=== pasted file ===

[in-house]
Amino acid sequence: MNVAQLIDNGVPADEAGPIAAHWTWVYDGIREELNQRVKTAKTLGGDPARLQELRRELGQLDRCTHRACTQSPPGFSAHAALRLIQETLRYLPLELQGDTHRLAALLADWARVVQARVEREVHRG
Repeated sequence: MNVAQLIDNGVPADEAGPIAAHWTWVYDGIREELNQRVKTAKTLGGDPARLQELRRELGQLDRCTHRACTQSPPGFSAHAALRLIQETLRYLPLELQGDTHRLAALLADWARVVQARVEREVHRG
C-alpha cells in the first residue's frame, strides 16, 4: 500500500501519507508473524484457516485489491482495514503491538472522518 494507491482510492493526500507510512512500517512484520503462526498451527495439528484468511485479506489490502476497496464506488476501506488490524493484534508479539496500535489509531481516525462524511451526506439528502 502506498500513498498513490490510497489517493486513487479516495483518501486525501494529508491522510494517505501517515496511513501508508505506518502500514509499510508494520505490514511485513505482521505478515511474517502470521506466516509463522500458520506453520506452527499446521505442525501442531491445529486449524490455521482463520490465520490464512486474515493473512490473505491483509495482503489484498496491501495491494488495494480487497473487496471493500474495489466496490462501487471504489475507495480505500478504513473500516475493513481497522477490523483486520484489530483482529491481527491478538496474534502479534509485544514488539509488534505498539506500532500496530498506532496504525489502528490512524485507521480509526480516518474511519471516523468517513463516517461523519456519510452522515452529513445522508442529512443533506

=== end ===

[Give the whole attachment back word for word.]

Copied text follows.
[in-house]
Amino acid sequence: MNVAQLIDNGVPADEAGPIAAHWTWVYDGIREELNQRVKTAKTLGGDPARLQELRRELGQLDRCTHRACTQSPPGFSAHAALRLIQETLRYLPLELQGDTHRLAALLADWARVVQARVEREVHRG
Repeated sequence: MNVAQLIDNGVPADEAGPIAAHWTWVYDGIREELNQRVKTAKTLGGDPARLQELRRELGQLDRCTHRACTQSPPGFSAHAALRLIQETLRYLPLELQGDTHRLAALLADWARVVQARVEREVHRG
C-alpha cells in the first residue's frame, strides 16, 4: 500500500501519507508473524484457516485489491482495514503491538472522518 494507491482510492493526500507510512512500517512484520503462526498451527495439528484468511485479506489490502476497496464506488476501506488490524493484534508479539496500535489509531481516525462524511451526506439528502 502506498500513498498513490490510497489517493486513487479516495483518501486525501494529508491522510494517505501517515496511513501508508505506518502500514509499510508494520505490514511485513505482521505478515511474517502470521506466516509463522500458520506453520506452527499446521505442525501442531491445529486449524490455521482463520490465520490464512486474515493473512490473505491483509495482503489484498496491501495491494488495494480487497473487496471493500474495489466496490462501487471504489475507495480505500478504513473500516475493513481497522477490523483486520484489530483482529491481527491478538496474534502479534509485544514488539509488534505498539506500532500496530498506532496504525489502528490512524485507521480509526480516518474511519471516523468517513463516517461523519456519510452522515452529513445522508442529512443533506